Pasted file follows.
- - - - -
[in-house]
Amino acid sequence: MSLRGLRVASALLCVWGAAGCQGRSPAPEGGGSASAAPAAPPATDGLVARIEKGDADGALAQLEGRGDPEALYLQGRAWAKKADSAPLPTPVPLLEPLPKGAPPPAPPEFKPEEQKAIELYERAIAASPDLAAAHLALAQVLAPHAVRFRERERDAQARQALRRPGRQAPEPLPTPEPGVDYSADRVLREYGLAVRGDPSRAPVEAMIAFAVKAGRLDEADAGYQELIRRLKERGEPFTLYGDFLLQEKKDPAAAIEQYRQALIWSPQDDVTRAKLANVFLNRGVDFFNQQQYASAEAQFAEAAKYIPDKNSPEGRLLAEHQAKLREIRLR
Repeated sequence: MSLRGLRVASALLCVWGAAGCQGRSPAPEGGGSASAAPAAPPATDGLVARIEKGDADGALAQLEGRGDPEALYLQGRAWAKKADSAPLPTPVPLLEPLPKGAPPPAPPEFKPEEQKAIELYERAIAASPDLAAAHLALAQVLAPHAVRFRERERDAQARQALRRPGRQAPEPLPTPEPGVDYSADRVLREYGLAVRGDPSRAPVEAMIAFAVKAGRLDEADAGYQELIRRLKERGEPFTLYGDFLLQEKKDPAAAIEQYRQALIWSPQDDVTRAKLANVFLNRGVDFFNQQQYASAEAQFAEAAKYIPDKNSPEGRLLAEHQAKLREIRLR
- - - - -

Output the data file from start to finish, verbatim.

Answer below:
[in-house]
Amino acid sequence: MSLRGLRVASALLCVWGAAGCQGRSPAPEGGGSASAAPAAPPATDGLVARIEKGDADGALAQLEGRGDPEALYLQGRAWAKKADSAPLPTPVPLLEPLPKGAPPPAPPEFKPEEQKAIELYERAIAASPDLAAAHLALAQVLAPHAVRFRERERDAQARQALRRPGRQAPEPLPTPEPGVDYSADRVLREYGLAVRGDPSRAPVEAMIAFAVKAGRLDEADAGYQELIRRLKERGEPFTLYGDFLLQEKKDPAAAIEQYRQALIWSPQDDVTRAKLANVFLNRGVDFFNQQQYASAEAQFAEAAKYIPDKNSPEGRLLAEHQAKLREIRLR
Repeated sequence: MSLRGLRVASALLCVWGAAGCQGRSPAPEGGGSASAAPAAPPATDGLVARIEKGDADGALAQLEGRGDPEALYLQGRAWAKKADSAPLPTPVPLLEPLPKGAPPPAPPEFKPEEQKAIELYERAIAASPDLAAAHLALAQVLAPHAVRFRERERDAQARQALRRPGRQAPEPLPTPEPGVDYSADRVLREYGLAVRGDPSRAPVEAMIAFAVKAGRLDEADAGYQELIRRLKERGEPFTLYGDFLLQEKKDPAAAIEQYRQALIWSPQDDVTRAKLANVFLNRGVDFFNQQQYASAEAQFAEAAKYIPDKNSPEGRLLAEHQAKLREIRLR